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Digital Subscriptions > DIVA Magazine > March 2017 > Let’s hear it for the girls

Let’s hear it for the girls


History is written by the victors. Which people or events are remembered by future generations is dictated by who chronicles them at the time. You would think that the internet has made this process more democratic. Don’t we now all have an opportunity to have our say online, for better or ill? Yet I learnt recently that not even 17% of the profiles on Wikipedia worldwide are of women. And only 15% of the site’s volunteer editors are female. These statistics didn’t particularly surprise me – but of course they are desperately disheartening. Why aren’t female achievements celebrated just as much as those of men? (And I’ve been unable to ascertain what proportion of entries are about LGBT people – perhaps someone reading this can shed some light on that.) In December, the BBC, as part of its 100 Women season, staged a one-day international edit-a-thon, to try to raise awareness of the gender imbalance. I felt it was such an important project, both symbolically and practically – and I particularly wanted to choose a lesbian as my contribution to it. I thought of the many wonderful gay women I meet through the work I do in the field of ED&I (equality, diversity and inclusion); a number of them were already on the site, I discovered, but plenty were not. I nominated Sarah Weir, an excellent role model for gay women, who gave up her job in the financial sector to pursue her love of the arts. She went on to hold senior positions at a major London theatre and on the cultural side of the 2012 Olympics, and has recently been announced as CEO of the Design Council. How can someone who has achieved so much in her field not feature on such a widely-used resource? I wonder how many men who’ve held similarly senior positions, and been awarded an OBE, aren’t listed. There was never any suggestion from the organisers, of course, that Sarah wasn’t an excellent proposal – but this was a global project, and it wasn’t welcomed everywhere. For example, a BBC journalist in Turkey explained what happened when nine profiles were added to Wikipedia there: a male editor complained, claiming none of the entries was notable, even though some of them had appeared in other languages before Turkish. And a female contributor to the project was harassed by having an unpleasant image sent to her Wiki account message box. The male editor was overruled, and was told he wouldn’t be allowed to edit any entries for six months, but his stance is just one small example of how hard it can be to shift the status quo.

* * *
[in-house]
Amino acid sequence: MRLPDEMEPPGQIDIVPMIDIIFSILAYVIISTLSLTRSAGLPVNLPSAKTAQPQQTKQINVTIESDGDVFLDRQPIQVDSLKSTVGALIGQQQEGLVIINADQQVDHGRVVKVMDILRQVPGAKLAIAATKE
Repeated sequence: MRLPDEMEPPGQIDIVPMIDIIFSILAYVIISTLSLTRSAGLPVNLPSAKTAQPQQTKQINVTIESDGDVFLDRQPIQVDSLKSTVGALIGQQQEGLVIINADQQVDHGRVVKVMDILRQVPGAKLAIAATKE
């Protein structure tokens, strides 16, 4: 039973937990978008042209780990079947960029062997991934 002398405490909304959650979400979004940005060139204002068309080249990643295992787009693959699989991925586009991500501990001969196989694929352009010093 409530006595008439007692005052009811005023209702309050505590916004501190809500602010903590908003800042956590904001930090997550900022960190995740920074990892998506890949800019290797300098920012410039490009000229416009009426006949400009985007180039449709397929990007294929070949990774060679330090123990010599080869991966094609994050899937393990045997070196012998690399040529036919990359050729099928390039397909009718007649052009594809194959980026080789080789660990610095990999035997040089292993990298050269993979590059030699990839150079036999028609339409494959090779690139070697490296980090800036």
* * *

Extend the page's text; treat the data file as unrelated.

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We are so excited to have the stars of hot new web series Different For Girls on our cover this month! Open up the issue to find out more and read exclusive interviews with the stellar cast, which includes Rachel Shelley, Nimmy March and Guinevere Turner. Also in this issue… Who is your feminism for? The Veronicas on Mardi Gras, body glitter and Ruby Rose Jen Richards tells Carrie Lyell what it’s like to be trans in Hollywood What Would Danvers Do? Feminist life hacks from your TV faves How jail changed me: 60 Days In Jail star Tami Lynn speaks to Claire Harvey BFI Flare 2017: Sophie Ward selects her highlights from the LGBT film festival Sofie Hagen: The Guilty Feminist Why we love: Janelle Monáe Are you a miss-ogynist? PLUS: Travel, fashion, family and much, much more!